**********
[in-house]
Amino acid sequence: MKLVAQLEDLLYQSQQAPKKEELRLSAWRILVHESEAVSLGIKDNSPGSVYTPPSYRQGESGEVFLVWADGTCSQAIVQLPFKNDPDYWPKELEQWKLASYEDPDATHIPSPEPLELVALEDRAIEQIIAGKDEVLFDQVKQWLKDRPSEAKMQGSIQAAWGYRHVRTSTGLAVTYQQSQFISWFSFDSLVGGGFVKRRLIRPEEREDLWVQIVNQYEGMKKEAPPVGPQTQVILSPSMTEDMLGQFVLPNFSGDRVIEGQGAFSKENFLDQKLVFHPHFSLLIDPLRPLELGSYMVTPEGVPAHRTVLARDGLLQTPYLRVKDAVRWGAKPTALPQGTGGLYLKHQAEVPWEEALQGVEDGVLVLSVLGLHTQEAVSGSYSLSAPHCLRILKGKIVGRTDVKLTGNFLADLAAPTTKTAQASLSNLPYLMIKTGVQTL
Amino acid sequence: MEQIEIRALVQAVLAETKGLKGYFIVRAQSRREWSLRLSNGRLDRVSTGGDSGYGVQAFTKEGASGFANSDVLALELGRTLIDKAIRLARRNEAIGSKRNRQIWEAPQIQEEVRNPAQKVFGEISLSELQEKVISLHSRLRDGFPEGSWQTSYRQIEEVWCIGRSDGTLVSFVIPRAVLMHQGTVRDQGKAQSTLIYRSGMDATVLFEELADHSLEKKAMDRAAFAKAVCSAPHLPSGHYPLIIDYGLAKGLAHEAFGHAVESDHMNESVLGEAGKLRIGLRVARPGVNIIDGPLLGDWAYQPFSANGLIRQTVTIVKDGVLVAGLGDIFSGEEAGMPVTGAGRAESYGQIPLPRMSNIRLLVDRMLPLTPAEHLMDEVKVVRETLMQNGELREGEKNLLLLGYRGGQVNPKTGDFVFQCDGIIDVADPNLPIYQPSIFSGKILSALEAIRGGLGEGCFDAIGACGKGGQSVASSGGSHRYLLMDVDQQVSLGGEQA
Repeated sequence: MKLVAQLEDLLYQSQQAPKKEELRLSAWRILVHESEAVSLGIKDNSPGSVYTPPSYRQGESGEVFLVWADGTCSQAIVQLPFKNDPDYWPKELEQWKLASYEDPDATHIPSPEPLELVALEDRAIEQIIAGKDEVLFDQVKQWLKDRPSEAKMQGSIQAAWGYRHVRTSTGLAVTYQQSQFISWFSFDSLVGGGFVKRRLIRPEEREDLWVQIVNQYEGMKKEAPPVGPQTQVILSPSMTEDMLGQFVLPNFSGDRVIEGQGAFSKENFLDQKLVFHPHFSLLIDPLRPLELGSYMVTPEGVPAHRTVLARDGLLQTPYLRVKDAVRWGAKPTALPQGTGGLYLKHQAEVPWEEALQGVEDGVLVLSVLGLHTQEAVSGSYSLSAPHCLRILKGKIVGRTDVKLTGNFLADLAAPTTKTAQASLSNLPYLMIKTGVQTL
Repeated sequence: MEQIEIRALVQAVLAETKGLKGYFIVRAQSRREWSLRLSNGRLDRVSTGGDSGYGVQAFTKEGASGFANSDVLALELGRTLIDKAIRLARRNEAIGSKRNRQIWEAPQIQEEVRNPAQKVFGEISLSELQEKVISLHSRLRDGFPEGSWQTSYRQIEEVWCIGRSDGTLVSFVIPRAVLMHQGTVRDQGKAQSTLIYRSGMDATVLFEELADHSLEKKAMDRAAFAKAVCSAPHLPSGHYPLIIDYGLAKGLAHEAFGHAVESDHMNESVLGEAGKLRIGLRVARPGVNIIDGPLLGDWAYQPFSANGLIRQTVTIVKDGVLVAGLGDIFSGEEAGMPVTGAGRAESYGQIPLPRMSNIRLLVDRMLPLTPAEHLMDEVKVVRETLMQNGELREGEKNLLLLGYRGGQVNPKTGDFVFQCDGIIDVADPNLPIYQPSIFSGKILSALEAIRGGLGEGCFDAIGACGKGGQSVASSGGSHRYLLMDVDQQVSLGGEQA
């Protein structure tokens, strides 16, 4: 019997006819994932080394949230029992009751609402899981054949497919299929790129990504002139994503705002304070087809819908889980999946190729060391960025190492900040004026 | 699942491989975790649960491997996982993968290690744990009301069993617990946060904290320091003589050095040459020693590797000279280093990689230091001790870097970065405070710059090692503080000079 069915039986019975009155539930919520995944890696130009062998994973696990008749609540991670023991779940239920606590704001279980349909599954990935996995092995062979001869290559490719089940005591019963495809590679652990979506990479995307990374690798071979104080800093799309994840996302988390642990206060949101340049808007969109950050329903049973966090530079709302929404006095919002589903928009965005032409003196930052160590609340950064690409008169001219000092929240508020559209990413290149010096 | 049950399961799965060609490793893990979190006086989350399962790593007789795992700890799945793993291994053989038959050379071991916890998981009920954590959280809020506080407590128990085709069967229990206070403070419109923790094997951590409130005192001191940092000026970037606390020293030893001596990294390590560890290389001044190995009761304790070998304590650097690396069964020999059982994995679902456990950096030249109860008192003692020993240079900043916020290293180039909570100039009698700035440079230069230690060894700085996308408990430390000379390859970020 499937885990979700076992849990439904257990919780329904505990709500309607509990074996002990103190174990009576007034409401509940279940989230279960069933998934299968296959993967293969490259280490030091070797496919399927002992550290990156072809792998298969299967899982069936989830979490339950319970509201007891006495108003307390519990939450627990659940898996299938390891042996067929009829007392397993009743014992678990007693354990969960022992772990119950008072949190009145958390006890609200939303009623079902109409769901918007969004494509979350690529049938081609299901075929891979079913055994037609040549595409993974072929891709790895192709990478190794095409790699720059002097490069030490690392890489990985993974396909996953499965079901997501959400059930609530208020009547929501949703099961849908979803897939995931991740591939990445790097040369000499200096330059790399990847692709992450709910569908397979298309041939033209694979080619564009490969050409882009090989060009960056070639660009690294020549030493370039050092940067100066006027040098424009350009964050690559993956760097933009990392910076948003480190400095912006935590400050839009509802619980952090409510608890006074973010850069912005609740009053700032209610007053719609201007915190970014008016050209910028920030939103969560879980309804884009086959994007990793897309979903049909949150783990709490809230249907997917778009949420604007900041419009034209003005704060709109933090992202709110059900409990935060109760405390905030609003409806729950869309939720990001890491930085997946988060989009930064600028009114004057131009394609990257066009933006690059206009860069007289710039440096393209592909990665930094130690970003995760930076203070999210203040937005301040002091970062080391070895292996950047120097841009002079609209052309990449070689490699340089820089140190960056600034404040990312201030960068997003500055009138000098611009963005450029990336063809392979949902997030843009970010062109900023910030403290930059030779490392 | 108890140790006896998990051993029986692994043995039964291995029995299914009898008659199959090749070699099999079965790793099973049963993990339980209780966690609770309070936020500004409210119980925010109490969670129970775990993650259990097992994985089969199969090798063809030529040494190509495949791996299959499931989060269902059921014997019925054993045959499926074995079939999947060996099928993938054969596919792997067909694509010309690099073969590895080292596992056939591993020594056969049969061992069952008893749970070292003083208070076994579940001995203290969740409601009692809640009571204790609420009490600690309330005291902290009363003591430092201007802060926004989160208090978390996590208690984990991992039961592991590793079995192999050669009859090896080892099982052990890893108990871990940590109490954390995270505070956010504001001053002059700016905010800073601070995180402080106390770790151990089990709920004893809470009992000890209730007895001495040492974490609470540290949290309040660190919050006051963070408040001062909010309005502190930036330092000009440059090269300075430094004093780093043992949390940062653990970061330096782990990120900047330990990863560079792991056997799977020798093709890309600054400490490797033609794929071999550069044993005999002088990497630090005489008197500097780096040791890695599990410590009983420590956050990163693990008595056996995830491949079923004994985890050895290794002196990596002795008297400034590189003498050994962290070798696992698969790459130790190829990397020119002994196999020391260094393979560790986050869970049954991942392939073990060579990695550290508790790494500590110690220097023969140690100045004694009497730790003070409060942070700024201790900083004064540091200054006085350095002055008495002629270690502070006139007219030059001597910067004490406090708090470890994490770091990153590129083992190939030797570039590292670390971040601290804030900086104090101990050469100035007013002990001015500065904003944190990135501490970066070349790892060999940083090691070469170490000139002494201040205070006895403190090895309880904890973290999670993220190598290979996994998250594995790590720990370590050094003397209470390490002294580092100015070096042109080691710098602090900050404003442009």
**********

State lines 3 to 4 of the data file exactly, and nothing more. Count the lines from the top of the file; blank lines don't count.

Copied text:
Amino acid sequence: MEQIEIRALVQAVLAETKGLKGYFIVRAQSRREWSLRLSNGRLDRVSTGGDSGYGVQAFTKEGASGFANSDVLALELGRTLIDKAIRLARRNEAIGSKRNRQIWEAPQIQEEVRNPAQKVFGEISLSELQEKVISLHSRLRDGFPEGSWQTSYRQIEEVWCIGRSDGTLVSFVIPRAVLMHQGTVRDQGKAQSTLIYRSGMDATVLFEELADHSLEKKAMDRAAFAKAVCSAPHLPSGHYPLIIDYGLAKGLAHEAFGHAVESDHMNESVLGEAGKLRIGLRVARPGVNIIDGPLLGDWAYQPFSANGLIRQTVTIVKDGVLVAGLGDIFSGEEAGMPVTGAGRAESYGQIPLPRMSNIRLLVDRMLPLTPAEHLMDEVKVVRETLMQNGELREGEKNLLLLGYRGGQVNPKTGDFVFQCDGIIDVADPNLPIYQPSIFSGKILSALEAIRGGLGEGCFDAIGACGKGGQSVASSGGSHRYLLMDVDQQVSLGGEQA
Repeated sequence: MKLVAQLEDLLYQSQQAPKKEELRLSAWRILVHESEAVSLGIKDNSPGSVYTPPSYRQGESGEVFLVWADGTCSQAIVQLPFKNDPDYWPKELEQWKLASYEDPDATHIPSPEPLELVALEDRAIEQIIAGKDEVLFDQVKQWLKDRPSEAKMQGSIQAAWGYRHVRTSTGLAVTYQQSQFISWFSFDSLVGGGFVKRRLIRPEEREDLWVQIVNQYEGMKKEAPPVGPQTQVILSPSMTEDMLGQFVLPNFSGDRVIEGQGAFSKENFLDQKLVFHPHFSLLIDPLRPLELGSYMVTPEGVPAHRTVLARDGLLQTPYLRVKDAVRWGAKPTALPQGTGGLYLKHQAEVPWEEALQGVEDGVLVLSVLGLHTQEAVSGSYSLSAPHCLRILKGKIVGRTDVKLTGNFLADLAAPTTKTAQASLSNLPYLMIKTGVQTL